Private Detective Bo Dietl accused Bloomington Police Chief Michael Diekhoff of running a “Gomer Pyle” type operation in the investigation into the disappearance of Lauren Spierer, an Indiana University student who went missing after a night out with friends this past June.
WDRB also reported that Dietl took to the airwaves on the Good Day New York television show to broadcast his issues with the lead investigating entity in to Spierer’s disappearance.
Bloomington PD’s Diekhoff said he had, “been called worse,” and estimates that the insult was derived due to his unwillingness to break with police protocol and provide the private detective with case file information — which could impede justice for Lauren if and when the case makes its way to trial.
Dietl, who hails from a New York Police Department background, should be cognizant of standard police procedures in that regard, Diekhoff stated, and should have known better than to even ask.
“Quite frankly, I was a little surprised that Beau, as a retired police officer, wasn’t aware of the impropriety of a police department sharing investigatory information with a private agency,” Bloomington’s Chief said in a released press statement.
Diekhoff appears to be attempting to handle a bad situation with as much diplomacy as possible while striking a balance between ensuring Lauren Spierer will one day have justice and her family will have all information possible now that does not risk the investigation’s success.
Families of missing loved ones or to be forgiven for their desire to bring an end to their misery and obtain answers that continue to plaque them. They should even be given leeway to hire outside entities to offer access to any information that can be provided — within the letter of the law and not at the expense of Lauren or another victim receiving the justice due them.
Lauren’s parents, Robert and Charlene, can’t be expected to understand all the intricacies surrounding police protocals are the potential to impede their daughter receiving justice one day due to hiring outside entities who interfere adversely with the investigation. But their private attorney should understand that, as Bloomington PD’s Chief Diekhoff aptly pointed out.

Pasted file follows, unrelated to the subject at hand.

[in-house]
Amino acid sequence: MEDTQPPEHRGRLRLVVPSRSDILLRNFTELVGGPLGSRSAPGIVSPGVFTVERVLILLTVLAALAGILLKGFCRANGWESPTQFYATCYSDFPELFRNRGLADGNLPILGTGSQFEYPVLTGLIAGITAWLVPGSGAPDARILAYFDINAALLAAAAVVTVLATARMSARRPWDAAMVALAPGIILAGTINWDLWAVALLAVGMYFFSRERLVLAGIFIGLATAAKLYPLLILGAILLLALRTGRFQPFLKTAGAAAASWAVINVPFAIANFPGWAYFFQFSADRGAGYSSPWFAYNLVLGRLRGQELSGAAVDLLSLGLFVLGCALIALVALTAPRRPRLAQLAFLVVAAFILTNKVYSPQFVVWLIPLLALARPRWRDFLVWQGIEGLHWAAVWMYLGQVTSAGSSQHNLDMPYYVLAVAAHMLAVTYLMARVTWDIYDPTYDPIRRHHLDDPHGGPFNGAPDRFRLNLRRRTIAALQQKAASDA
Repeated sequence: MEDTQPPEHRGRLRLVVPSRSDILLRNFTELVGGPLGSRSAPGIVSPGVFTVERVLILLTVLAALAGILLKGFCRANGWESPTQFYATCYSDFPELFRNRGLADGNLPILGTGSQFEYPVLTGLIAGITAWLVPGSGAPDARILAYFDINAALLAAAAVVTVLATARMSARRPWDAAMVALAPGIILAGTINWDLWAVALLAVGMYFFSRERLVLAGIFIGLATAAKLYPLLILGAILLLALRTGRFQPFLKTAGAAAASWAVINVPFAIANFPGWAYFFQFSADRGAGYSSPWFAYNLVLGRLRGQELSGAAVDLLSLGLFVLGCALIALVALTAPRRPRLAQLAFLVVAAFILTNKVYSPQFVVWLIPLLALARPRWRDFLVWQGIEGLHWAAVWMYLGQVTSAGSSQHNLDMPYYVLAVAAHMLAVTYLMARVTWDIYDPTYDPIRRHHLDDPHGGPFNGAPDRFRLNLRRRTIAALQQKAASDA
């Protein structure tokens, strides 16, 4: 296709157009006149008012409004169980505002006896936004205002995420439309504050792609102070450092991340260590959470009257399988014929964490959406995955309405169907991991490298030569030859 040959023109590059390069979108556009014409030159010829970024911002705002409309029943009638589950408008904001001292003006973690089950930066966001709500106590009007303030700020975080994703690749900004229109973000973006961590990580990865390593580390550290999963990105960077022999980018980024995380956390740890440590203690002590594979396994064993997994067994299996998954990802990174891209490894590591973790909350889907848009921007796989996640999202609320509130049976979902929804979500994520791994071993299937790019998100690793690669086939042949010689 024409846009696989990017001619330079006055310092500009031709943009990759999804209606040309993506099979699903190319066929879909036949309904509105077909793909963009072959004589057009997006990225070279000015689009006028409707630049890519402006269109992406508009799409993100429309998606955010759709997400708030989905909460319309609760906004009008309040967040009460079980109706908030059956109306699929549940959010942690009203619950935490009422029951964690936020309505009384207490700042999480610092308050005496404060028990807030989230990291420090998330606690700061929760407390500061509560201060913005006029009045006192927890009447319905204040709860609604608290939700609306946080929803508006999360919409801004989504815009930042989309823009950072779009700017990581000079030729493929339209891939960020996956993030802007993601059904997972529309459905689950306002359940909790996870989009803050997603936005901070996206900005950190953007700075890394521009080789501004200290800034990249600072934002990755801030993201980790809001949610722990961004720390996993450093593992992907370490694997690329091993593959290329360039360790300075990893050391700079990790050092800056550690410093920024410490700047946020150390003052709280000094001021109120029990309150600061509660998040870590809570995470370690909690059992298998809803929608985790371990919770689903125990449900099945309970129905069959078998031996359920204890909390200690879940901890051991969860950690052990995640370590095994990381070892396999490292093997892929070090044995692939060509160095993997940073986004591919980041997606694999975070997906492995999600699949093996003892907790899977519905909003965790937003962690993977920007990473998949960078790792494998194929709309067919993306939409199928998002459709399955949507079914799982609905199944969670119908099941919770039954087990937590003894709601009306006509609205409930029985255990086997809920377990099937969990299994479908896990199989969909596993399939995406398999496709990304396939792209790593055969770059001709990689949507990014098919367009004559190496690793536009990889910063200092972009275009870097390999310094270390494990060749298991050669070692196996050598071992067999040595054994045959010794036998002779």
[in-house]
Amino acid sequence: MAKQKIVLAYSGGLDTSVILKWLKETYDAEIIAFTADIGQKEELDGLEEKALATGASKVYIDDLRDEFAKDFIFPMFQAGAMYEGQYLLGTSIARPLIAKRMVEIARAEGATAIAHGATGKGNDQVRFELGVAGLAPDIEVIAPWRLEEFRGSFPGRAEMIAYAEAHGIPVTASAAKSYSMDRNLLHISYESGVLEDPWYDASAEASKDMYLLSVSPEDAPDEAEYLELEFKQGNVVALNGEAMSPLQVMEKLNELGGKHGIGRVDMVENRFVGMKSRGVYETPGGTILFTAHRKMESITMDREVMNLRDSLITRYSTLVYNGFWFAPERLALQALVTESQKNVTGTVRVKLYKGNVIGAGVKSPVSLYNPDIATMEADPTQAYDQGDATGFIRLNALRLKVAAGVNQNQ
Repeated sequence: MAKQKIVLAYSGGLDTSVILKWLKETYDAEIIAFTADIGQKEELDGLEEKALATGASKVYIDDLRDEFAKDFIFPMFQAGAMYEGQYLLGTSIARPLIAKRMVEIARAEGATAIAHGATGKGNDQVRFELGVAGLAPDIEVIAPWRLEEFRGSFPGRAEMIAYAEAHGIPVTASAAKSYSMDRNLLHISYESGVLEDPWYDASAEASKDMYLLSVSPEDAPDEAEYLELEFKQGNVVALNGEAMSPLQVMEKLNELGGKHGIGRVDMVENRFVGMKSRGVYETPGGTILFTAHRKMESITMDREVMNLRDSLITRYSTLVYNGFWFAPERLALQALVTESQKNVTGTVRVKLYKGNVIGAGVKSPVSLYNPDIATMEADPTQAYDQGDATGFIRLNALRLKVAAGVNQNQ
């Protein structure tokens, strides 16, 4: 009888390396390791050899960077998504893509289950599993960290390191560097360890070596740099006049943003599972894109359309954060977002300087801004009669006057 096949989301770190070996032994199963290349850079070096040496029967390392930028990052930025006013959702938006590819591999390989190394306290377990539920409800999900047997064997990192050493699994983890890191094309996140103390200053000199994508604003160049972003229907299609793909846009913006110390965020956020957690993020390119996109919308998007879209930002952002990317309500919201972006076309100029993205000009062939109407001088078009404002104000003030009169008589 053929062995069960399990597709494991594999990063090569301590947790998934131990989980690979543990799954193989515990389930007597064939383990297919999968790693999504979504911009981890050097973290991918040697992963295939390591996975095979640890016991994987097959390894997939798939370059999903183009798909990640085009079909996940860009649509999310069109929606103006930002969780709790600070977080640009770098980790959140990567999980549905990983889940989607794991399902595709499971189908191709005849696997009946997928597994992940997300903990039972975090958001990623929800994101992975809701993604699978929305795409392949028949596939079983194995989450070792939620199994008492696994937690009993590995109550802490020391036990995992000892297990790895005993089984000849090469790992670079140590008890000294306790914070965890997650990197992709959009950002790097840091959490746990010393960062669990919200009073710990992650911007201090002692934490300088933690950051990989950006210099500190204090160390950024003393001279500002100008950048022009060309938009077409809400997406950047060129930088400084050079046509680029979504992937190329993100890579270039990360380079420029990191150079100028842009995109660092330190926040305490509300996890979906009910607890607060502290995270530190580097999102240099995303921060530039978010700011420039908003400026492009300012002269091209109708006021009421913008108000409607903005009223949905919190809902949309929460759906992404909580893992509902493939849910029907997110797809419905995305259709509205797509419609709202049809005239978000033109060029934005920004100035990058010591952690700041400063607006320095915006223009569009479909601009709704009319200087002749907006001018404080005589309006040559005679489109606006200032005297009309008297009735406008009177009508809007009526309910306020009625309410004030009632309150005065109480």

“Lauren’s disappearance remains an ongoing, open investigation. As such, it is necessary that pertinent information is not revealed inorder to maintain the integrity of the investigation.”
It is a common police procedure to limit case file data to a “need to know” basis. And if anyone did have any doubt about the logical reasoning behind police agencies throughout the U.S. — and Bloomington in particular — following such a mandate that all flew out the window when the Spierer’s private detective went on live television and began calling Bloomington’s Police Chief “Gomer Pyle.”
Does that sound like the type of individual who can be trusted to ensure Lauren Spierer’s case receives the discretion and investigative focus needed to bring about a successful case conclusion? The last thing the Spierers need now is to give potential suspects legal grounds to mock the investigation in court later, or worse, file a legal suit against them for harrasment.
According to Chief Diekhoff, his law enforcement agency is already fielding complaints that one of Bo Dietl’s investigators has harrased several individuals thus far. That does not bode well for the Spierers and their desire for justice and information and it could have legal implications for Bo Dietl.
Robert and Charlene Spierer would likely have been better served to have the investigators do what Bloomington Police Department can’t do due to manpower and resource limitations: use surveillance techniques to keep an eye on potential suspects from afar, where observations could lead to witnessing another crime in progress or a lead on Lauren Spierer’s whereabouts.